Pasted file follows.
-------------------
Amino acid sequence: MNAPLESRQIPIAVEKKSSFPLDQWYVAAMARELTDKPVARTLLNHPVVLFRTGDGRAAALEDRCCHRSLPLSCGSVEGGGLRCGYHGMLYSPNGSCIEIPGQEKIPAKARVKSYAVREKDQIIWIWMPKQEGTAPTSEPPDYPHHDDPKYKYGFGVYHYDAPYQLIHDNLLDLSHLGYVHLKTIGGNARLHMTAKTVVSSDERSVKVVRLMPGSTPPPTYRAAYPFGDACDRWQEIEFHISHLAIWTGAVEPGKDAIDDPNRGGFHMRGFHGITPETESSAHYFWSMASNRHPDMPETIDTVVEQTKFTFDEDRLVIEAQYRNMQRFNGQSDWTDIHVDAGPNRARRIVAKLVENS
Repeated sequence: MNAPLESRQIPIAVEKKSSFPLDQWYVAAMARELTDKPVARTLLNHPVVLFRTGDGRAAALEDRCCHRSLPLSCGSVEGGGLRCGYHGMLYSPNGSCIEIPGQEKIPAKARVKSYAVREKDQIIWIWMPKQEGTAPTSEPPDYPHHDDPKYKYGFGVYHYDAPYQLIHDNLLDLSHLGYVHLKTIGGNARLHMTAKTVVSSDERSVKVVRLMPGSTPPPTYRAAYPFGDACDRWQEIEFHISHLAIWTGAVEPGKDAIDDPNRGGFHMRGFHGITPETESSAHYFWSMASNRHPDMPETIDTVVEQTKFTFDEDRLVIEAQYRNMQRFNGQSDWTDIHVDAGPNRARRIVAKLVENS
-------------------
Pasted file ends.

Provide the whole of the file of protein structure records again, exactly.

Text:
Amino acid sequence: MNAPLESRQIPIAVEKKSSFPLDQWYVAAMARELTDKPVARTLLNHPVVLFRTGDGRAAALEDRCCHRSLPLSCGSVEGGGLRCGYHGMLYSPNGSCIEIPGQEKIPAKARVKSYAVREKDQIIWIWMPKQEGTAPTSEPPDYPHHDDPKYKYGFGVYHYDAPYQLIHDNLLDLSHLGYVHLKTIGGNARLHMTAKTVVSSDERSVKVVRLMPGSTPPPTYRAAYPFGDACDRWQEIEFHISHLAIWTGAVEPGKDAIDDPNRGGFHMRGFHGITPETESSAHYFWSMASNRHPDMPETIDTVVEQTKFTFDEDRLVIEAQYRNMQRFNGQSDWTDIHVDAGPNRARRIVAKLVENS
Repeated sequence: MNAPLESRQIPIAVEKKSSFPLDQWYVAAMARELTDKPVARTLLNHPVVLFRTGDGRAAALEDRCCHRSLPLSCGSVEGGGLRCGYHGMLYSPNGSCIEIPGQEKIPAKARVKSYAVREKDQIIWIWMPKQEGTAPTSEPPDYPHHDDPKYKYGFGVYHYDAPYQLIHDNLLDLSHLGYVHLKTIGGNARLHMTAKTVVSSDERSVKVVRLMPGSTPPPTYRAAYPFGDACDRWQEIEFHISHLAIWTGAVEPGKDAIDDPNRGGFHMRGFHGITPETESSAHYFWSMASNRHPDMPETIDTVVEQTKFTFDEDRLVIEAQYRNMQRFNGQSDWTDIHVDAGPNRARRIVAKLVENS